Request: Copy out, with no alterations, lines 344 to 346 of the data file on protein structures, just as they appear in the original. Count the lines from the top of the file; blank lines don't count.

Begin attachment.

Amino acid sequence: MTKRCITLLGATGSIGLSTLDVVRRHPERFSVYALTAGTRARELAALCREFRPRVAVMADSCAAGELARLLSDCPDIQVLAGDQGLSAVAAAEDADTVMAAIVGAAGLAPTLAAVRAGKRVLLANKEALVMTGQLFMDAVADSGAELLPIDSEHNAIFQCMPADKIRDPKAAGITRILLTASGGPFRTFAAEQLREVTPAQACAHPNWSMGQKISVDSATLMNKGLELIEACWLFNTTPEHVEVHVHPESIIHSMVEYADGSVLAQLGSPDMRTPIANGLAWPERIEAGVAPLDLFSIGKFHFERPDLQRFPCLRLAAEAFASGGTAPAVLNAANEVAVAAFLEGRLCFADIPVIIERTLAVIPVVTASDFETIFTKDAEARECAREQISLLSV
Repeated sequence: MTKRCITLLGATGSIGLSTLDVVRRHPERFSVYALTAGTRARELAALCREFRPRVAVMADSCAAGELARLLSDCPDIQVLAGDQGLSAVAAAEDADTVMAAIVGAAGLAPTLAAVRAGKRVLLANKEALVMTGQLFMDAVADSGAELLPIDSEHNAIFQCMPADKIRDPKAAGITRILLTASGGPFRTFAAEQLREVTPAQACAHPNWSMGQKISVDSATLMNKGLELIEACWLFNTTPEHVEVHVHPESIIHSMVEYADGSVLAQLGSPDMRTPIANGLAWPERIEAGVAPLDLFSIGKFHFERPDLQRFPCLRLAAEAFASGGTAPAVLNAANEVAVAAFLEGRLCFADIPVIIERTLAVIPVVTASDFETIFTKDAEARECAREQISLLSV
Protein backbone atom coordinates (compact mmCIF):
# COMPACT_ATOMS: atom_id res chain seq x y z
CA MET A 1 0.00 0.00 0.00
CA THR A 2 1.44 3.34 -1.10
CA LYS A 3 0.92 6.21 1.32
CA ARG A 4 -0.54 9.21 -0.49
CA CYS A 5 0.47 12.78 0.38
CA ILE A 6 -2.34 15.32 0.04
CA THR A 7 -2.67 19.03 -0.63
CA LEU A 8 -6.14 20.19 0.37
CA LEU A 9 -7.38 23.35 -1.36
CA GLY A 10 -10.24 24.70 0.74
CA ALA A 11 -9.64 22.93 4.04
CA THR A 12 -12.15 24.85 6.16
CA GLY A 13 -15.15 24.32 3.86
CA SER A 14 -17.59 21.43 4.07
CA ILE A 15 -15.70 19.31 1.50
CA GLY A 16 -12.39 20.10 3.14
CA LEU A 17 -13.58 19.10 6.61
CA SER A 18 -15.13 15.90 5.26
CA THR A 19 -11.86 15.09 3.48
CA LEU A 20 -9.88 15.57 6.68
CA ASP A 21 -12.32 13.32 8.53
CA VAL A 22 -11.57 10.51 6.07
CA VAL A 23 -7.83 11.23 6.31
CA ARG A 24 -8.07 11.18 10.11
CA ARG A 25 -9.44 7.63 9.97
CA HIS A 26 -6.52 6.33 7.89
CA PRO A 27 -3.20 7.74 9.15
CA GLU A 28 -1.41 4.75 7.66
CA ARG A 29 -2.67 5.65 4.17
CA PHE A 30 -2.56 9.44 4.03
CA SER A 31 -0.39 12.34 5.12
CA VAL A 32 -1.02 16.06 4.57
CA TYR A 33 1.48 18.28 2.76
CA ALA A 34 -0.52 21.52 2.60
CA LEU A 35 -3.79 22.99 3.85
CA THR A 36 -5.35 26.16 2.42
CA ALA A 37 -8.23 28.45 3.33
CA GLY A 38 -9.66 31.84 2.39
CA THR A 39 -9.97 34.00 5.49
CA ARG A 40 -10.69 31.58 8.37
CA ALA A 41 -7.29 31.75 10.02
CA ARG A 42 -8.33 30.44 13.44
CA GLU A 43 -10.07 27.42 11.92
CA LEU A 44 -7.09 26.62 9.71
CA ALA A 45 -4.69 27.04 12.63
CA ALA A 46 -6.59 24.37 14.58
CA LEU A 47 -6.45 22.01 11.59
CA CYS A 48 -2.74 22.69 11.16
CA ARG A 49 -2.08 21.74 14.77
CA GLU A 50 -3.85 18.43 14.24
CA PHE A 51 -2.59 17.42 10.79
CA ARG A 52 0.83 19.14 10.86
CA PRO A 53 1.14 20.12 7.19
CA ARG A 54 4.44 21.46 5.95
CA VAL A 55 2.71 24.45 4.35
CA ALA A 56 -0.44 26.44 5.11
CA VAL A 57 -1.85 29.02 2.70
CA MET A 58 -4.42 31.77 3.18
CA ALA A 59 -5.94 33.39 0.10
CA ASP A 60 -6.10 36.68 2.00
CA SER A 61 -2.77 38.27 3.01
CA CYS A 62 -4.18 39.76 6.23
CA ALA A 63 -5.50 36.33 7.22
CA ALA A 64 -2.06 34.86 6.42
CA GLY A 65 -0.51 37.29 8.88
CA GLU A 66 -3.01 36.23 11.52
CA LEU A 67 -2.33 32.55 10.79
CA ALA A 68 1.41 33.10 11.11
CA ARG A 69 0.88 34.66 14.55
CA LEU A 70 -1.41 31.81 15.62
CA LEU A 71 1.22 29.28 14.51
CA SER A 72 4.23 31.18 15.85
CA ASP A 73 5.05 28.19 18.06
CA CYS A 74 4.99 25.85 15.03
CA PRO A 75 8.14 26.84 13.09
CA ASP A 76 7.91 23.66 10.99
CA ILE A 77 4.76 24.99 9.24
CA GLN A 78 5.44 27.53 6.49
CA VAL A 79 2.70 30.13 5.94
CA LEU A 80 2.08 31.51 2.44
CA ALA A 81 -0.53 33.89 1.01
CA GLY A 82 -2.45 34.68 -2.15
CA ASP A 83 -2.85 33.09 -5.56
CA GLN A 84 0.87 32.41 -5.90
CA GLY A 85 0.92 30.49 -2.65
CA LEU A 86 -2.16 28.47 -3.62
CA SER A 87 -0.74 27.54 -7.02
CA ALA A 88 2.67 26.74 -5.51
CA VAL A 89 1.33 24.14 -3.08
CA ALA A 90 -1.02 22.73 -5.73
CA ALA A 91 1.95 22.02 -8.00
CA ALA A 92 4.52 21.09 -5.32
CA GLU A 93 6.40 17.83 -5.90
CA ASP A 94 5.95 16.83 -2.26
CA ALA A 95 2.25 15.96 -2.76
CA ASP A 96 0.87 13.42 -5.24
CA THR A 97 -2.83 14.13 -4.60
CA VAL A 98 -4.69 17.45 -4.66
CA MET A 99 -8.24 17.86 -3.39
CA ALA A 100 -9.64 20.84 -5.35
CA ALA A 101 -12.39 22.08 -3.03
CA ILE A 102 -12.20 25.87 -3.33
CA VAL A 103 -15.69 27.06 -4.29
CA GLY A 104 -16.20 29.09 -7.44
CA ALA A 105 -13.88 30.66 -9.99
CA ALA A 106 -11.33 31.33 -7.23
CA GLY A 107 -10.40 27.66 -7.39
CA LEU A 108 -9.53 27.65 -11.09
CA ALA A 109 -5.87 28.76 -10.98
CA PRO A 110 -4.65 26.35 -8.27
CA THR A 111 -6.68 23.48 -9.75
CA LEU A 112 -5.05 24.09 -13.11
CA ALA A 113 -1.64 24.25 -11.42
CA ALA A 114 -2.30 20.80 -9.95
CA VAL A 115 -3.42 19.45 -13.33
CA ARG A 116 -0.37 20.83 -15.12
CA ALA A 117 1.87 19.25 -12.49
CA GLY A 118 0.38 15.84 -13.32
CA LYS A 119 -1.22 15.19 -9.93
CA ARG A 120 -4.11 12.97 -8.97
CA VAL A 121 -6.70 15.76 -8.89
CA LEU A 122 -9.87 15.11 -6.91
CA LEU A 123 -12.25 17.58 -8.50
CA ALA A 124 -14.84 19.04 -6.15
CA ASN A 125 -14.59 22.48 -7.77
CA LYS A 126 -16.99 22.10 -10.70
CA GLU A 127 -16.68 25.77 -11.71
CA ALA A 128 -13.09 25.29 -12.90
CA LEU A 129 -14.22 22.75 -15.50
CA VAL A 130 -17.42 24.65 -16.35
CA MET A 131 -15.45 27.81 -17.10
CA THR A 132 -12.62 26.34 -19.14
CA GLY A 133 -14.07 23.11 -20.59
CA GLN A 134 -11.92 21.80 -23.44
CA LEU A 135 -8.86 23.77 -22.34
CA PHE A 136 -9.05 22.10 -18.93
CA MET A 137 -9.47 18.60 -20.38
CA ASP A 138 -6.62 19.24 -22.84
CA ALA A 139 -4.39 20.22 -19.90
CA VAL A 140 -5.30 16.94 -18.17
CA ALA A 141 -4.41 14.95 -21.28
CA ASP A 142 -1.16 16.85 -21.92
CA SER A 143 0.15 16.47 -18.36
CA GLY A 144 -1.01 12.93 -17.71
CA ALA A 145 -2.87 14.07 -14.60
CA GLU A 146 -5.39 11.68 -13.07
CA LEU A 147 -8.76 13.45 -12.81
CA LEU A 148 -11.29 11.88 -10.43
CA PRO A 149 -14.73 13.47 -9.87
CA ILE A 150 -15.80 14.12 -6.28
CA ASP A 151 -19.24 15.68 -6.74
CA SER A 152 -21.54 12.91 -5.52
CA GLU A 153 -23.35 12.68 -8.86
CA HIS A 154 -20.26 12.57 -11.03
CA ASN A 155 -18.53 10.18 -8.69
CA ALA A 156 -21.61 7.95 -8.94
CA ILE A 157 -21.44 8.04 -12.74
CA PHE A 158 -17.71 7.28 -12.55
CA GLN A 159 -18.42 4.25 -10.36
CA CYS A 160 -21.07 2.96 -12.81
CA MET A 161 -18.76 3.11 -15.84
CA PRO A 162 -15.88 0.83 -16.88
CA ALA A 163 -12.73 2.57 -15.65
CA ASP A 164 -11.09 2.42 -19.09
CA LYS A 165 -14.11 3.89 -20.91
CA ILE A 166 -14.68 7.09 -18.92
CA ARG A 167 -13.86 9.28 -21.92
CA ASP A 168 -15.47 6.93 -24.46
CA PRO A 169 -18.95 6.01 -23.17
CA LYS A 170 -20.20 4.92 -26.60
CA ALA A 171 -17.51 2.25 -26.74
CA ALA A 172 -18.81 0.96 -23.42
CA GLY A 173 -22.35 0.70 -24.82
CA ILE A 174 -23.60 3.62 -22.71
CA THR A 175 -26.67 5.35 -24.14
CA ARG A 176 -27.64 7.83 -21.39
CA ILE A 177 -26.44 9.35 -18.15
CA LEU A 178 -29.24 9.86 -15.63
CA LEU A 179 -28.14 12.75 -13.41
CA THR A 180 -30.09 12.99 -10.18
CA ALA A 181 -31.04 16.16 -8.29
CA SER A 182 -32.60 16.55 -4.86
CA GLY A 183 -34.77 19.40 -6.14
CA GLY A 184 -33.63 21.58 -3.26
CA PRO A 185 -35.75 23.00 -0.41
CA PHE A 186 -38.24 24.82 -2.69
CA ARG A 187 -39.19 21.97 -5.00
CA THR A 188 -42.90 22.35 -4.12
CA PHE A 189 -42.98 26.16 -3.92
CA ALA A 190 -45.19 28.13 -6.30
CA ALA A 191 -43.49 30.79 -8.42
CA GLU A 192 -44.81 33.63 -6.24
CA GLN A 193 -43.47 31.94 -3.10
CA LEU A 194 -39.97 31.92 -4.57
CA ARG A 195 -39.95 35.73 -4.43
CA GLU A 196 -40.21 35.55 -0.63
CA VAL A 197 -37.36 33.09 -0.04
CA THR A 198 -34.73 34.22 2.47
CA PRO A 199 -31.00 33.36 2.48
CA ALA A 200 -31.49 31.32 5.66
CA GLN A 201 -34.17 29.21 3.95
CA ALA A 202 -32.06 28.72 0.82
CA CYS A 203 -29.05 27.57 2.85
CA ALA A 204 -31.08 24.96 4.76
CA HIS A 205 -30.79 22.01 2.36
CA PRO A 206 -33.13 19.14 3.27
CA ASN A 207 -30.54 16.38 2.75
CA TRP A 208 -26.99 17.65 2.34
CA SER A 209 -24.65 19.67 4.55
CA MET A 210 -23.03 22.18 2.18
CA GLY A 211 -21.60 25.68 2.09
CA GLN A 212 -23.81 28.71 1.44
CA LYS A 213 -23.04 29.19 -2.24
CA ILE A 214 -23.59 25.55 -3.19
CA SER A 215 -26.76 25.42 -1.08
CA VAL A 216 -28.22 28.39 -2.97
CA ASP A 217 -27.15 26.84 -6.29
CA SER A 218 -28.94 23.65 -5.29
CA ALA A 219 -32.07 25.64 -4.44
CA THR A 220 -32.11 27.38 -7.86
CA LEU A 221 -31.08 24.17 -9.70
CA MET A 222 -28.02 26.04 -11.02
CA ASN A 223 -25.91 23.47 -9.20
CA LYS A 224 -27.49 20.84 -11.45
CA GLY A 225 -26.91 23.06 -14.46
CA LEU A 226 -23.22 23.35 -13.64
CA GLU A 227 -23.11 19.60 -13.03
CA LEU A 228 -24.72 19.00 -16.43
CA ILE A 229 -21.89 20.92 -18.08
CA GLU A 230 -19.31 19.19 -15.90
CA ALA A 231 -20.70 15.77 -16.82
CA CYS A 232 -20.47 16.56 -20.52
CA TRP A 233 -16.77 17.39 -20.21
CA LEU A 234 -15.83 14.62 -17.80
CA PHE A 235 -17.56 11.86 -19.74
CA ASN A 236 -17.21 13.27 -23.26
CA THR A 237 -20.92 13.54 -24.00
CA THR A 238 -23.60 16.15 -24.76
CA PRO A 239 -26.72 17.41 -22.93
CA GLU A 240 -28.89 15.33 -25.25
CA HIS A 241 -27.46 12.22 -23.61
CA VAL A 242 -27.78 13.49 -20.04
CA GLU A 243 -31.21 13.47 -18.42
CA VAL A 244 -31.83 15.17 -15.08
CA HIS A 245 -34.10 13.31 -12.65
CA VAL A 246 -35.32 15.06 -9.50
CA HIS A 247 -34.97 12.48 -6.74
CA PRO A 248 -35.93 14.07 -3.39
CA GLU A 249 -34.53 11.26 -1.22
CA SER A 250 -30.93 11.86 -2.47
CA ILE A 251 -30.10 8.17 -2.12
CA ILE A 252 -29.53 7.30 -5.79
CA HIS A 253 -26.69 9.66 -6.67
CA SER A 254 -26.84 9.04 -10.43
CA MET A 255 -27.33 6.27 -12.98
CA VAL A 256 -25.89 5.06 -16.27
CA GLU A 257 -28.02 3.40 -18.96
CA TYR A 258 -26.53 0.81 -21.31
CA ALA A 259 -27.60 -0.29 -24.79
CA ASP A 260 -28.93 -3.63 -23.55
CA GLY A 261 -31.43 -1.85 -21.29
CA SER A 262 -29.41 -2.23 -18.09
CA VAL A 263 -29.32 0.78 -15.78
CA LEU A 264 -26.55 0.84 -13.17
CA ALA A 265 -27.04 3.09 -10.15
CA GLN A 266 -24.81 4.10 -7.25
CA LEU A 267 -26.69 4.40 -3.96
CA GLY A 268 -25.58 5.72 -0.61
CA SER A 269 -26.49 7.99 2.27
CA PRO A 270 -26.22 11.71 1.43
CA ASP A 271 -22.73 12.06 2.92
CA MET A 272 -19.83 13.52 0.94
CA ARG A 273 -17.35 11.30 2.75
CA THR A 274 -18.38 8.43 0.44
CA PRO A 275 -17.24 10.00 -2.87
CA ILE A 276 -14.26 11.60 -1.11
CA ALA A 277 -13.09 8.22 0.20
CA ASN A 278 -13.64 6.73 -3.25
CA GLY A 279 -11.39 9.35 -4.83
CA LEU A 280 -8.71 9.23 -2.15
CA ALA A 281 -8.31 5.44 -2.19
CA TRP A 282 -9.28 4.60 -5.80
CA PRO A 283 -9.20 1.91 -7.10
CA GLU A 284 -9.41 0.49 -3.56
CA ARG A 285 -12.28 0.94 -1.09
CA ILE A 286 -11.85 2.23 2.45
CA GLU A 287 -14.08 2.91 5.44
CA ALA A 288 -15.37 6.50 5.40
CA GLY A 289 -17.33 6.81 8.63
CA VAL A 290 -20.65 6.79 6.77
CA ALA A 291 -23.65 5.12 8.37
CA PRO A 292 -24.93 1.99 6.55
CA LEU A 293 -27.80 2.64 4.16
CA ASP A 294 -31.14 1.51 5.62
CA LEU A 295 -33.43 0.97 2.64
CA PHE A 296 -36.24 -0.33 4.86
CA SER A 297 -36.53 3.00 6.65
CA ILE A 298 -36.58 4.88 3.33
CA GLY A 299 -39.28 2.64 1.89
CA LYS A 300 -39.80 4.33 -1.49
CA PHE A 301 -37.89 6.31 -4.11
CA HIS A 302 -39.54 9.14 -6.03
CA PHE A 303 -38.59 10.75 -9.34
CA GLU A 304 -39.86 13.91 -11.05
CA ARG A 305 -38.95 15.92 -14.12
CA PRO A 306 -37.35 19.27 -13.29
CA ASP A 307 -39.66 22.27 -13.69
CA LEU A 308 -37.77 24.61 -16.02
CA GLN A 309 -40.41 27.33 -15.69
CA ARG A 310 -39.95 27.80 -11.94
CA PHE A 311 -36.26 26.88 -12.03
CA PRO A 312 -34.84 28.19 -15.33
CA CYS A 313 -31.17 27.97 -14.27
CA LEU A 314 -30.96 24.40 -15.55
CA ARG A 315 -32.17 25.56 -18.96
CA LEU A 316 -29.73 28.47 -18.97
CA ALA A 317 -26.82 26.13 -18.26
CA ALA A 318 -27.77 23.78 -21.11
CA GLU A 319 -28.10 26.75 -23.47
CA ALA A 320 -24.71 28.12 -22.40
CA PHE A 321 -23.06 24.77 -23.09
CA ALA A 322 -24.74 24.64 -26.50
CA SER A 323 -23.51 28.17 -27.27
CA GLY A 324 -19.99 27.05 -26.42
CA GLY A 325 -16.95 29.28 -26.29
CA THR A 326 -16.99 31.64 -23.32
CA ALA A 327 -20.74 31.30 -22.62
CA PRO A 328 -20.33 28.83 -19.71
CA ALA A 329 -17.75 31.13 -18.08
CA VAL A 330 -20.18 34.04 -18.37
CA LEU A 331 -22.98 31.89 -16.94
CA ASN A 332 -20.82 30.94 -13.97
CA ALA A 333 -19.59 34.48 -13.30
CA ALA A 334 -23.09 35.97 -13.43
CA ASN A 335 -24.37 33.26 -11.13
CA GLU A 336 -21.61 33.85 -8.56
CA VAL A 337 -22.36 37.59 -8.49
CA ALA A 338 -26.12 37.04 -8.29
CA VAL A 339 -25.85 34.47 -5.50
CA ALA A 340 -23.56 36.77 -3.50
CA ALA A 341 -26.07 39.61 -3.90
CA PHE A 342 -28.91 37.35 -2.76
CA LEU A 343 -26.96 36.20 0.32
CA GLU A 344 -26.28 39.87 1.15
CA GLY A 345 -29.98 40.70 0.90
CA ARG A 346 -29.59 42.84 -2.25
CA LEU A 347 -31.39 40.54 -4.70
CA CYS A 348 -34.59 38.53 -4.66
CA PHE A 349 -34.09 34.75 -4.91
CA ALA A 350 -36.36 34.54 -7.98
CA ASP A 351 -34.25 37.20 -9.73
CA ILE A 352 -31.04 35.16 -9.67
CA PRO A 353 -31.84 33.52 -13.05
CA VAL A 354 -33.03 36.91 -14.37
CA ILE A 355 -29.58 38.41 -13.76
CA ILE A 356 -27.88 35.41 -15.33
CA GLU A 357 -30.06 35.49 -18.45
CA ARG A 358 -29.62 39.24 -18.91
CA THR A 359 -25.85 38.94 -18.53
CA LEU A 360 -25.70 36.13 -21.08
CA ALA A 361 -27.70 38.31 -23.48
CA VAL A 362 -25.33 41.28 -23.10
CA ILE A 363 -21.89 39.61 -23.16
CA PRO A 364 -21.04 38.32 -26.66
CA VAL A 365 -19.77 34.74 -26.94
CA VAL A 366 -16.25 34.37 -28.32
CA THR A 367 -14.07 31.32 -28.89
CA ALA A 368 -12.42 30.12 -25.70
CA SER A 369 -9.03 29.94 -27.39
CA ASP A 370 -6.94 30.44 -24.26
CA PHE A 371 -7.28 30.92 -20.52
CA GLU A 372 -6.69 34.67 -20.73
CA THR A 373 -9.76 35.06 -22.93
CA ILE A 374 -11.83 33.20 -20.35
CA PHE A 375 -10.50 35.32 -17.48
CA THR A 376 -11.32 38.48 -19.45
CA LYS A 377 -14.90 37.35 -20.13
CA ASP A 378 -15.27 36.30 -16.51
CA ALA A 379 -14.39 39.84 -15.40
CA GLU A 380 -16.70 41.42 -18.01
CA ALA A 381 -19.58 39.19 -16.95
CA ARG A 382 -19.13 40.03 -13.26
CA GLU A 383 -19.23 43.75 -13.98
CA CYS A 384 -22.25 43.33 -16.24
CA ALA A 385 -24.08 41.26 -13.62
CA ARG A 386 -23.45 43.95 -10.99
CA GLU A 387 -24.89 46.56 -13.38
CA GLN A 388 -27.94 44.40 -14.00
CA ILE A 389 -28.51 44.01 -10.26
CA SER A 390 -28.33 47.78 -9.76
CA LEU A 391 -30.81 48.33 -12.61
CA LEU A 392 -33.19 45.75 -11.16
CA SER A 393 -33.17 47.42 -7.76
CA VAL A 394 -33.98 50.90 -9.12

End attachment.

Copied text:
CA ALA A 340 -23.56 36.77 -3.50
CA ALA A 341 -26.07 39.61 -3.90
CA PHE A 342 -28.91 37.35 -2.76